“A lot of us gathered (by the mural) to be close to Gloria after she left.”
In a report from TODAY, a mural for LGBTQ+ activist Gloria Casarez has been erased after instilling hope in Philadelphia’s 12th street LGBTQ+ neighbourhood.
The inspiring piece of art was part of the community for five years before Midwood Development, who bought the building in 2018, painted over it.
Erme Maula a resident of the community for the past 30 years told TODAY: “A lot of us gathered (by the mural) to be close to Gloria after she left. It was a place where you could feel like you were being looked at by Gloria and feel safe and be in this space.”
Casarez died from cancer in 2014 at the age of 42.
Tricia Dressel, Casarez widow, released a statement expressing her heartbreak.
“The white paint was so fresh that I could smell it as I looked up to try to find the outline of Gloria and my interlocked hands with our wedding bands,” she said.
Others in the community have also expressed their disappointment in the decision to paint over the mural when Midwood Development announced plans of demolishing the building entirely.
Artist Michelle Angela Ortiz, one of the painters of the mural, opened up about the lack of communication from the developer: “Not for one moment did they ever say part of the demolition process was whitewashing the mural. ”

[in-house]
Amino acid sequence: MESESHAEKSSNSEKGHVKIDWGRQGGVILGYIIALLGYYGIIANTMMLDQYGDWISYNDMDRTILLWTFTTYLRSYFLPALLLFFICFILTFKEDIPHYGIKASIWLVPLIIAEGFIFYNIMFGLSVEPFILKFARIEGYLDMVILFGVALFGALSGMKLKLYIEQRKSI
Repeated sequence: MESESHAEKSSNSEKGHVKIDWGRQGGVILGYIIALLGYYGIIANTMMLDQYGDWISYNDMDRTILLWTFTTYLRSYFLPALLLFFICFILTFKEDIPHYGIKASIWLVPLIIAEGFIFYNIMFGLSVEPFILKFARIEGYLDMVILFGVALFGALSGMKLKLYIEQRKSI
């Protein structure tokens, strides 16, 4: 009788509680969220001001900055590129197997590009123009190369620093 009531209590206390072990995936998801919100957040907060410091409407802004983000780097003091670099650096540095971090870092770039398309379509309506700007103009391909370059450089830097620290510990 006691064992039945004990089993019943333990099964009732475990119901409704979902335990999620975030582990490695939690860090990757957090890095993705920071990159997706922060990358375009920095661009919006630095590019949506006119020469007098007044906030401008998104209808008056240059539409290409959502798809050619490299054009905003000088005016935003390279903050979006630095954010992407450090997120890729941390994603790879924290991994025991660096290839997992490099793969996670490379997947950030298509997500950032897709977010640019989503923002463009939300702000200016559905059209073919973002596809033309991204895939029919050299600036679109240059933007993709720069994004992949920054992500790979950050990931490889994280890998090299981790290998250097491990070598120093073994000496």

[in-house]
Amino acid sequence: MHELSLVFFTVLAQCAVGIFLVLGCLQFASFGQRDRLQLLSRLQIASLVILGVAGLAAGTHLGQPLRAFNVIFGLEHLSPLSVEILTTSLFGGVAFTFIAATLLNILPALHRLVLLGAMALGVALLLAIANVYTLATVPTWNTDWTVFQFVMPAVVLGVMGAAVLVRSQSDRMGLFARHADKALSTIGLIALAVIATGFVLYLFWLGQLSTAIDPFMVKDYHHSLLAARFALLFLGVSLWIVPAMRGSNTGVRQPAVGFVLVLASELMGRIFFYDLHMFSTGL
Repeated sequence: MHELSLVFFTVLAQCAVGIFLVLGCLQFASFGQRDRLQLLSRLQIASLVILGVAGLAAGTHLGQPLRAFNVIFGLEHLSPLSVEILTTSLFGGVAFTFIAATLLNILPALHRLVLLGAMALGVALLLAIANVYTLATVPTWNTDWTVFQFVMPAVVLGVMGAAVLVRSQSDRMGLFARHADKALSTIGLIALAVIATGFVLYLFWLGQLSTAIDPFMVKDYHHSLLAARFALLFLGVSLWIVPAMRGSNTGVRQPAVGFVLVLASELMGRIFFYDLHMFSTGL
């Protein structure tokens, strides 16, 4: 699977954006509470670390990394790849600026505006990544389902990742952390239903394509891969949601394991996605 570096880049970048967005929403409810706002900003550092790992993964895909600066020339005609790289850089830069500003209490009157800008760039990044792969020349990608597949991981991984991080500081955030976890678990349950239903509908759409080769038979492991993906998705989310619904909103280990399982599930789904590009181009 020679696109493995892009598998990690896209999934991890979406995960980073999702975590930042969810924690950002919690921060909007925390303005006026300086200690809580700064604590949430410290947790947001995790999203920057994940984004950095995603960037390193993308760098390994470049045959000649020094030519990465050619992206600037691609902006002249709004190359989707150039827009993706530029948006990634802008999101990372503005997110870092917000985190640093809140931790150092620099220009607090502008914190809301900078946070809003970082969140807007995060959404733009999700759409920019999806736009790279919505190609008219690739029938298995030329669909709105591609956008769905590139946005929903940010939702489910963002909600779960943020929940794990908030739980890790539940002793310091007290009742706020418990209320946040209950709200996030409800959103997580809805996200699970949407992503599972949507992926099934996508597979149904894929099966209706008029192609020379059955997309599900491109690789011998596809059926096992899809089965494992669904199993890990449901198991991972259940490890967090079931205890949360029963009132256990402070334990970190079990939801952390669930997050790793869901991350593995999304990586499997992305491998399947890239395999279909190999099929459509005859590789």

She continued: “They never said that. For me to wake up Wednesday and find out they were painting the wall white, it was a shock.”
Ortiz also revealed that she was in talks with Midwood to create a new mural for Casarez but hoped that she would at least be notified of the erasure before.
Since the community uproar, a spokesperson for Midwood Investment and Development released a statement saying: “truly sorry for the pain we’ve caused Gloria’s family and the local LGBTQ+ community.”
They continued: “Because this site holds deep significance for the LGBTQ+ community and city, we began discussions months ago with Mural Arts Philadelphia about creating a meaningful piece of art in honour of Gloria as part of our project. We also agreed to make a $655,000 donation to Mural Arts for that artwork.”
In an act to preserve her memory, Ortiz projected an image of the beloved activist with a powerful message, “You can’t erase our history.”
Gloria Casarez made massive changes within the LGBTQ+ community and throughout the U.S..
From working on Philadelphia’s monumental LGBT Equality Bill to being named the city’s first director of LGBTQ+ affairs, Casarez has left an unforgettable legacy.
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